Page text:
Illinois in the ICE Age

Illinois in the ICE Age Screenshot


Illinois in the ICE Age is a data visualization project that I made along with Jimmie Glover, Ruth Lopez and @taratc for Chicago MigraHack. The visualization is based on a data set provided by the Transactional Records Access Clearinghouse that describes the trajectory of 915 migrants detained in Illinois from the time they were taken into custody until they left ICE custody in November and December 2012.

We used Google Spreadsheets’ pivot tables feature to explore the data and develop questions and insights. This also provided a good way to double check programatically computed statistics.  The map animation is built using D3. I sucked the data set into a local SQLite database using the Peewee ORM and wrote some Python scripts to transform the data and export it as JSON to make it easier to visualize (especially the day-by-day updates).

The project won the “Best data visualization team project” and “Audience Favorite” awards.

Got the numbers

At a time when little boxes inviting users to “retweet” or “like” a web page are everywhere, their absence is noticeable on the pages of organizations seeking tougher enforcement of immigration laws and a reduction in immigration levels.

National organizations like Numbers USA have active presences on social media websites like Facebook, Twitter and YouTube but social media isn’t necessarily their focus on the web.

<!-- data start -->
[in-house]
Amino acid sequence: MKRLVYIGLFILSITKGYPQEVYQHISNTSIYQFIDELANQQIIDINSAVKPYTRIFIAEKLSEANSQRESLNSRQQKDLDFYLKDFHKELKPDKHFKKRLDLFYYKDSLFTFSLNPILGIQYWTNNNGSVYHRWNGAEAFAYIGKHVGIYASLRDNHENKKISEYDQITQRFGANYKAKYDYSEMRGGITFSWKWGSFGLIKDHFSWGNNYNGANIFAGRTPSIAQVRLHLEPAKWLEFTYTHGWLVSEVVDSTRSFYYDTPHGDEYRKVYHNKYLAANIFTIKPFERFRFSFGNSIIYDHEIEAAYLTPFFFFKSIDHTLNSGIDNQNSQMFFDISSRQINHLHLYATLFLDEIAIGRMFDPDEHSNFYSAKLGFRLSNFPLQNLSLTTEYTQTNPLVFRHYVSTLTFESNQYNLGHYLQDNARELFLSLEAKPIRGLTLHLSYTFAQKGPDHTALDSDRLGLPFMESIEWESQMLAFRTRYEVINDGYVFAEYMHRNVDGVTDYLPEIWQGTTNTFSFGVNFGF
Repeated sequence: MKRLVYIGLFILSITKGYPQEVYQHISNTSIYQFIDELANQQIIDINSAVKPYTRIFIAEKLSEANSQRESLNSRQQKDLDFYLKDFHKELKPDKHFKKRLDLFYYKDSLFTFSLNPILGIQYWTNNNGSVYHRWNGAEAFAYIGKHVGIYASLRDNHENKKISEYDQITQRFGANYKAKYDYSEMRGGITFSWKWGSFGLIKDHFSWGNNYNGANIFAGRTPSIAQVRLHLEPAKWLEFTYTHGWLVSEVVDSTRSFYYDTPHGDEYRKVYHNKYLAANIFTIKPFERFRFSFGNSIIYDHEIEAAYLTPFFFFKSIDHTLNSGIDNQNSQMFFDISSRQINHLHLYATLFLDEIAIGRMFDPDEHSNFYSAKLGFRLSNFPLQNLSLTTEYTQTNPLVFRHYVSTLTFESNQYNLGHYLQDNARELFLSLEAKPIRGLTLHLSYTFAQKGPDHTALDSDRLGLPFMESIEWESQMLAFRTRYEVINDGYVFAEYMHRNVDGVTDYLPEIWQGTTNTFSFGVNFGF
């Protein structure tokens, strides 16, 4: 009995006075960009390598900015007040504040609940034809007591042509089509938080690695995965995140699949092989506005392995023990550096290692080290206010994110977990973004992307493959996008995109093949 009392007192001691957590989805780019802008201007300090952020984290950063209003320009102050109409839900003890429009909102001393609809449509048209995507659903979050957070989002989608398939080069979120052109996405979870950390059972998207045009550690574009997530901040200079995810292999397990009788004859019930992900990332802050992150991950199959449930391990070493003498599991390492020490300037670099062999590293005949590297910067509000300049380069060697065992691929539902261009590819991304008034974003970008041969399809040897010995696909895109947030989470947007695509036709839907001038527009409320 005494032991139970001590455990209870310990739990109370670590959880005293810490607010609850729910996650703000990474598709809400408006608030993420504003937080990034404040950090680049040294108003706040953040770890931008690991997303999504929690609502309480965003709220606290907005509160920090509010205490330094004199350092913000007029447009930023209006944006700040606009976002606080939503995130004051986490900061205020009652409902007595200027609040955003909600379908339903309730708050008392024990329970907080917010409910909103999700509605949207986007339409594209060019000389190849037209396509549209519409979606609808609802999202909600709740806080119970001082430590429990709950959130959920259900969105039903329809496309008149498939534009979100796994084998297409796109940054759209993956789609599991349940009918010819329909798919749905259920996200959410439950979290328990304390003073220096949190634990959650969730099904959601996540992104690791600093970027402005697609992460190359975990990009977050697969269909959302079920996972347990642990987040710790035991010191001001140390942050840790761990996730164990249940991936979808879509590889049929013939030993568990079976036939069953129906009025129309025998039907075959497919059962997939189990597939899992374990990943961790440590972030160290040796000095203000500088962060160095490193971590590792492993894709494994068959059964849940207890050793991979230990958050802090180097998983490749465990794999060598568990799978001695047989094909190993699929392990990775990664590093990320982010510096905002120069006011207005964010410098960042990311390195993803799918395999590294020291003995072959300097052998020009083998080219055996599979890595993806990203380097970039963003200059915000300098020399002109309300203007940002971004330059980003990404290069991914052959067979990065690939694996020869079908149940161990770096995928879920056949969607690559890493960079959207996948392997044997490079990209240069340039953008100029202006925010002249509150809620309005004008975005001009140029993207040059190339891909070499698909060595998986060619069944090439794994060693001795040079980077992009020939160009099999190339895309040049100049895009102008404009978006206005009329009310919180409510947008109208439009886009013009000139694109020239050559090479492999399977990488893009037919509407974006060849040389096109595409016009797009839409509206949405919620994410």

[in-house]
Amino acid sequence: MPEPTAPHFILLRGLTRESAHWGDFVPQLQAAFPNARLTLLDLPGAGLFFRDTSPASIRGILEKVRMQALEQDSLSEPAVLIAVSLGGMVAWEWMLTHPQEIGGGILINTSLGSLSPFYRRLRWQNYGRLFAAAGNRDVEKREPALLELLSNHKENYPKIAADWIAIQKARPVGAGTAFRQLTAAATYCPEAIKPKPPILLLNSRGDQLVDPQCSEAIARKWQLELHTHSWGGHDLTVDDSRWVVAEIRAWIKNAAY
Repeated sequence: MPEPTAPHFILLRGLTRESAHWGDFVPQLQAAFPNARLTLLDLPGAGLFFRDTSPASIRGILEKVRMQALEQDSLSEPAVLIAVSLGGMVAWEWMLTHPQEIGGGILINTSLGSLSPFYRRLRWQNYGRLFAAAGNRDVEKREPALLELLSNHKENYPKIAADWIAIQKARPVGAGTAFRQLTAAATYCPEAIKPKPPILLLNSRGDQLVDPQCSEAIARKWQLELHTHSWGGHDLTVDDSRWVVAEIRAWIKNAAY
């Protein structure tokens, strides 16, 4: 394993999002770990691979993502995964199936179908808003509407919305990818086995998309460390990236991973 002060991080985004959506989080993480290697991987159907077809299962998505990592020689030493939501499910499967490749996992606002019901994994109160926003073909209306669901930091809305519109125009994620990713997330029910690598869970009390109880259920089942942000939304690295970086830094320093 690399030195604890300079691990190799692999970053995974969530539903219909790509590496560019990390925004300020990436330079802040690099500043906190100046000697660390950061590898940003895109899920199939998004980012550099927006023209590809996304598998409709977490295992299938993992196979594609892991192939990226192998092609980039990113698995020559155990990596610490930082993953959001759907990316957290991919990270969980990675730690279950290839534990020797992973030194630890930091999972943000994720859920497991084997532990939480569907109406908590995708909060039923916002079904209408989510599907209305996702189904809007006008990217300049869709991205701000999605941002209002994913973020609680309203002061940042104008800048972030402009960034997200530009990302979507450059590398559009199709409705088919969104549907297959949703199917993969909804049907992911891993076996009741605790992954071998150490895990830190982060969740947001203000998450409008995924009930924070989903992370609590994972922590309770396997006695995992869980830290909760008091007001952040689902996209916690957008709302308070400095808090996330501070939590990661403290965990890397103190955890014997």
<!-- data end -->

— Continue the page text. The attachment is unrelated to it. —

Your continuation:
“A lot of the social media, I find to be sort of circular – a lot of people talking to each other,” Numbers USA Executive Director Roy Beck said. “What we try to do is not waste our members time talking to each other but get them talking directly to congress.”

Beck said his organization uses social media tools such as Twitter and Facebook to drive people to the organization’s website where they can take direct action on immigration issues.

“Our strength has been direct action to Congress. Congress makes the laws,” Jim Robb said. Robb is the vice president of operations of Numbers USA. He said the organization has used new technologies since it was founded as an Internet-based organization in 1996.

Beck cited the defeat of a 2007 version of the DREAM Act, proposed legislation that would provide a path to citizenship for some undocumented immigrants who came to the United States as children, as a situation where the organization’s web site allowed people to respond quickly in the debate over immigration.

Both Beck and Robb touted their organization’s web-based faxing applications which makes it easy for people to contact their elected officials, even if they don’t know the name or contact information of their elected official. Robb said Numbers USA was the first advocacy organization to have such a faxing application, now a technology widely-used by advocacy organizations, when they developed it in the late 1990s.

According to Robb, members using the organization’s fax system have sent over 6 million faxes to elected officials in Washington, D.C.